The way that the arts can enrich lives means that every effort must be made to sort out arts quango Creative Scotland, writes Tom Peterkin.
This week work started on a state-of-the art music centre at St Andrews University, an admirable project in every way and one which has benefitted considerably from the largesse of Lord Laidlaw of Rothiemay.
The super-wealthy Scottish entrepreneur gave £4 million towards the project, which is to be named the “Laidlaw Music Centre”.
Given the scale of his philanthropic gesture, one imagines that Lord Laidlaw must have a keen appreciation of the way that music can enrich lives. Quite what role music has played in Lord Laidlaw’s own life is more difficult to discern in a quick browse of the newspaper cuttings profiling him.
They focus more on his role as one of the Tories’ most generous donors, his passion for yachting, his success in business and an unfortunate incident around 10 years ago involving some prostitutes that saw him seek help in a sex addiction clinic.
What can be said with a little more certainty about Lord Laidlaw and music is that when he was a schoolboy he must have encountered someone who would fit the description of an inspirational musician.
As a boy, Lord Laidlaw – then plain Irvine Laidlaw – was a pupil at Merchiston Castle School, the famous fee-paying establishment in Colinton, Edinburgh.
For as long as anyone can remember Merchiston’s success on the rugby pitch has earned it a reputation as a formidable nursery for the Scotland team. With alumni like Ross Logan, Roger Baird, John Jeffrey, Duncan Hodge and Phil Godman, it would easy to assume that the school valued muscular activities beyond cultural ones.
These days, of course, schools such as Merchiston pride themselves in the broad range of education they provide across all the arts. But one might imagine in the austere post-war years when Lord Laidlaw was there that it was a cultural desert. Not so.
On the staff was a dearly loved piano and organ teacher called Donald Sprinck. An unassuming man with a severe stammer, one might be forgiven for thinking he would not be a natural fit at a robust all-boys school. As a shy man wrestling with a speech impediment, the easy assumption would be that he would be ragged mercilessly by Philistine pupils. But Donald Sprinck was special. So much so that he was recognised by Merchiston boys at the time as a sensitive soul and, above all, a man with a sublime musical gift.
The son of a fashionable portrait painter in the court of the Czar of Russia, he was a pupil of Sir Charles Villiers Stanford, who knew Brahms and was influenced greatly by the composer.
Donald Sprinck won gold medals for piano and organ at the Royal College of Music in London. He was blessed with perfect pitch and, by all accounts, his playing was virtuosic. But rather than pursue a career on the concert platform, he devoted his life to the school. My father, a contemporary of Irvine Laidlaw at Merchiston, had a study next door to Donald Sprinck’s rooms.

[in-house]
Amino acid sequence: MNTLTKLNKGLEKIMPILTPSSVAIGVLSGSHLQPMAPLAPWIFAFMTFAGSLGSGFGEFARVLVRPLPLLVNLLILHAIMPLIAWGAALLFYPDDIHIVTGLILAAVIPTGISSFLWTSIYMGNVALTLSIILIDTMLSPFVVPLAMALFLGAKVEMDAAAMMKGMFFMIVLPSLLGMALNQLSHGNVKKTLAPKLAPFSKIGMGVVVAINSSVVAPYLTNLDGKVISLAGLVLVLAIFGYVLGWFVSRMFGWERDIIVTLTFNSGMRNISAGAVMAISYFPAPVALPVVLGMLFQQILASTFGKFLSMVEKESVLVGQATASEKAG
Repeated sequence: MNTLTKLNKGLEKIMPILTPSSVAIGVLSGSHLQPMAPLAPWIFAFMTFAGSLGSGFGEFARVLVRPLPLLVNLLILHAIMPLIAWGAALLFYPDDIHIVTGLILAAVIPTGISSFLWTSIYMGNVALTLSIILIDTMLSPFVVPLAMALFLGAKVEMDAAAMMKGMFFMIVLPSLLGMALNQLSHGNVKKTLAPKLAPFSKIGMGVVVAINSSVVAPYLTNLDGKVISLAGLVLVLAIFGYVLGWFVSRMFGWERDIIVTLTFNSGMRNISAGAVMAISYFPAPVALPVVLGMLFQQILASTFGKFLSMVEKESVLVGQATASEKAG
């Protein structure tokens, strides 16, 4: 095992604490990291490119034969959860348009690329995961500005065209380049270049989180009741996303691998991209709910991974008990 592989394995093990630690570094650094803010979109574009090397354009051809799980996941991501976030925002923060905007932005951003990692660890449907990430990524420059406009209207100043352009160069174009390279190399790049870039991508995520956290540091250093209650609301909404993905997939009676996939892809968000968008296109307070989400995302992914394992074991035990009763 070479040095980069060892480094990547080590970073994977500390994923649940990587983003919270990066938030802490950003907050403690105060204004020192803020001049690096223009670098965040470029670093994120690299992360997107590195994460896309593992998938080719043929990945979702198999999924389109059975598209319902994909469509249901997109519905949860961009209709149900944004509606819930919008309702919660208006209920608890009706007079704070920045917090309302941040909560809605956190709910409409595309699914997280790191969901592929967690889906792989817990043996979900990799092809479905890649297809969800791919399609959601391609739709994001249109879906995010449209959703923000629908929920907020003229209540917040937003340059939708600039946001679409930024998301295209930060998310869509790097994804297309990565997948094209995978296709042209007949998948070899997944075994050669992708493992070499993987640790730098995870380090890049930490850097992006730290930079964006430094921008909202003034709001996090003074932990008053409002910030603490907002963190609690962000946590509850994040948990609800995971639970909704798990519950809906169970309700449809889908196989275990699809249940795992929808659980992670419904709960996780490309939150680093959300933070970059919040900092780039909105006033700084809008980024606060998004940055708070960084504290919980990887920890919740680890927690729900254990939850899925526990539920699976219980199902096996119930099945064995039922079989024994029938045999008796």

My father’s own efforts to learn the piano had not been entirely successful, but for hours he would listen to Donald Sprinck practise.
Despite being a member of the First Fifteen, my father managed to acquire a life-long love of Bach and Brahms. Somewhere he still has a 78 record of Donald Sprinck’s playing that he was given by the man himself.
Other boys of a less athletic nature – who found the rugby pitch an unpleasant ordeal – discovered an oasis of culture in Donald Sprinck’s music lessons, his kindness and a gift unselfishly shared.
These musings about a ferociously successful philanthropist and a gentle schoolmaster are rather a long-winded way of trying to say that the value of music, the arts and culture should never be overlooked. As Donald Sprinck demonstrated – and Lord Laidlaw appears to recognise – such things have the potential to enrich lives beyond measure. They provide an escape from the noise of Brexit and constitutional sabre-rattling. But unfortunately, they can also become the victim of petty politics, especially – it would seem – when it comes to Scotland’s arts quango.
Given Scotland’s rich cultural potential, it is troubling to observe Creative Scotland lurching from one crisis to the next. Earlier this month, Creative Scotland’s CEO Janet Archer announced her departure from the arts body. Her resignation was not unexpected. She had been on prolongued sick leave and a series of controversies had blighted the body recently.
Funding decisions taken earlier this year, including removing grants from theatre, disability and music groups had caused anger. An emergency board meeting was held and a series of about-turns were made on key decisions, a state-of-affairs that did not suggest good leadership. A damning Holyrood report said Creative Scotland had fallen “well below the standard that is expected from a non-departmental public body”. She left barely eight years after the resignation of her predecessor Andrew Dixon amid protests from artists about the direction that the quango was taking.
Whoever is next in line to inherit what has fast become a poisoned chalice faces a very challenging task to restore Creative Scotland’s credibility and effectiveness. Perhaps what is required now is a rebuilding of trust and stability.
What’s more, it needs to be done with the sort of metronimic precision, humility and understated flair that Donald Sprinck might have recognised.